Large-Scale Optimization

Veranstaltung Wochentag Termin Ort
042531 (Übung: 042532) Montag (Übung: Mittwoch) 10.15 - 12.00 Otto-Hahn-Str. 12 - R 1.056 Campus Nord

Lecture Information

  • Module description: pdf
  • Language: English
  • Lecturer: Dr. Sangkyun Lee
  • Attendance to practices (Übung) is REQUIRED.
  • Office Hour (lecturer): Thursday 13:00-14:00, LS8, OH 12, Raum 4.023 (or by appointments)


This course focuses on optimization techniques to find solutions of large-scale problems that typically appear in statistical learning / data analysis tasks with big data. Topics would include widely adopted methods in modern research literature such as projected gradient methods, accelerated first order algorithms, conjugate gradient methods, quasi-Newton methods, block coordinate descent, proximal point methods, stochastic sub-gradient algorithms, alternating direction method of multipliers, and semi-definite programming. Efficiency of these methods in terms of convergence rate and overall time complexity will be discussed, so that one can see how to choose a suitable method for his/her own research problems. Separable (approximate) reformulations of optimization problems will also be discussed that are suitable for parallel computation compared to their original formulation. Discussions in the course will be problem- oriented, so that methods will be presented in the context of specific problem instances whenever possible. Homework assignments will be given to provide background knowledge for the course or to check understanding of techniques.


The aim of this course is to provide students with understanding of modern optimization techniques suitable for large-scale/big-data problems, so that students see how they can choose, apply, and/or modify appropriate methods for their own research problems.


  • Lectures: we focus on methods to understand the structure of their target problem, algorithms, and convergence properties in theory.
  • Practices: we will see real-world examples where optimization methods (discussed in lectures) are used.


This lecture will be based on recent publications that will be assigned as reading homeworks. No textbook is required. Another lecture of mine will be helpful if you need background knowledge:

Some of my lecture materials are from:
  • EE236C (UCLA) by L. Vendenberghe, link
  • 10-725 (CMU) by G. Gordon R. Tibshirani, link
  • EE364b (Stanford) by S. Boyd, link
The following is a tentative schedule, and may subject to change.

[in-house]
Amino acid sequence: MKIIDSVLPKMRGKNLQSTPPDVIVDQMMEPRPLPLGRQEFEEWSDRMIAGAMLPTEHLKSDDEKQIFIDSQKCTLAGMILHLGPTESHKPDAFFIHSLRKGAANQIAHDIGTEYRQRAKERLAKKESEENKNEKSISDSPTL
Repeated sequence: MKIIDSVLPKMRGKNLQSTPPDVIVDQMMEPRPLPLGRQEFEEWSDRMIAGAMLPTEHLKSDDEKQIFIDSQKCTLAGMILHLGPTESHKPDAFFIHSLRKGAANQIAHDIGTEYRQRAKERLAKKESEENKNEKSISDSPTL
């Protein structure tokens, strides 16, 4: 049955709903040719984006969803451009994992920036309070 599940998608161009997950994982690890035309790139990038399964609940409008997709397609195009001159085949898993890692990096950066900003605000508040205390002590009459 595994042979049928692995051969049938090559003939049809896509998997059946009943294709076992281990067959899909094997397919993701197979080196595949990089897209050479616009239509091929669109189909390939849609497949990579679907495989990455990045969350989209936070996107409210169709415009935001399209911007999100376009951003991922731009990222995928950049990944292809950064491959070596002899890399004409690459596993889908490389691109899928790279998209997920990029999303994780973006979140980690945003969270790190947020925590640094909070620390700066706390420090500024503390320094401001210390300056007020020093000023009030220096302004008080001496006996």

Reading assignments:

Read the following papers as for your homework.

Final Exam: Mini-Project

  • > Proposal (due by 17.07): a successful proposal is required for the qualification of the final exam. Check the requirements discussed on 14.01 pdf
  • > Presentation (18.09): oral presentation of a mini-project (20min: 1-person group or 30min: 2-people group)
  • > Final report (due by 24.09): up to 7 pages (extra pages allowed only for large tables and plots)
  • Final grade will be based on the presentation (50\%) and the final report (50\%).
  • Latex template for proposal and the final report: link


There is no restriction on the choice of topics, but it should be motivating for the student and fit the time limit of the lecture. You can focus on either method or application, but not restricted to.

  • Method focus: e.g. modification of a method for better speed for a certain problem. Need to implement the method. Adaptation from an existing code is allowed. Benchmarking several algorithms for one problem setting is possible.
  • Application focus: e.g. apply an optimization method for your research problem. Don't need to implement the method by yourself, if you can find an off-the-shelf software.


These data sets can be useful for your project.

  • Collections of "standard" data sets:
    > UCI Machine Learning Repository: a common source of data sets link
    > LIBSVM datasets: link
  • Computer vision and image datasets:
    > A collection at UT link
    > Face recognition databases link
    > Visual SLAM for driverless cars link
  • Movie rating data sets:
    > NF dataset (right clink -> download link as a file. Password required to unzip. About 500 MB): link
    > MovieLens dataset (smaller than NF) link
  • Bioinformatics:
    > Gene expression omnibus (GEO): link
    > The cancer genome atlas (TCGA): link
  • ECML/PKDD 2015 Discovery Challenge: link

Grading Criteria:

  • Motivation: why is this an interesting problem for you and/or for the audience?
  • Understanding: the method(s) of choice should be explained in a compact but precise manner
  • Creativity: any good reason behind: the choice of a method / methods, the choice of a problem / problems, etc.
  • Evaluation: how well a hypothesis (e.g. an algorithm will get faster by a modification) is validated by theoretic analysis or experiments?
  • Presentation: how good things are organized and delivered in the presentation?
  • Repeatability: does it provide a script and executables to generate (a part of) experiments and results?

Lecture Schedule:

The schedule may change, so please check often.

Bonus Point Summary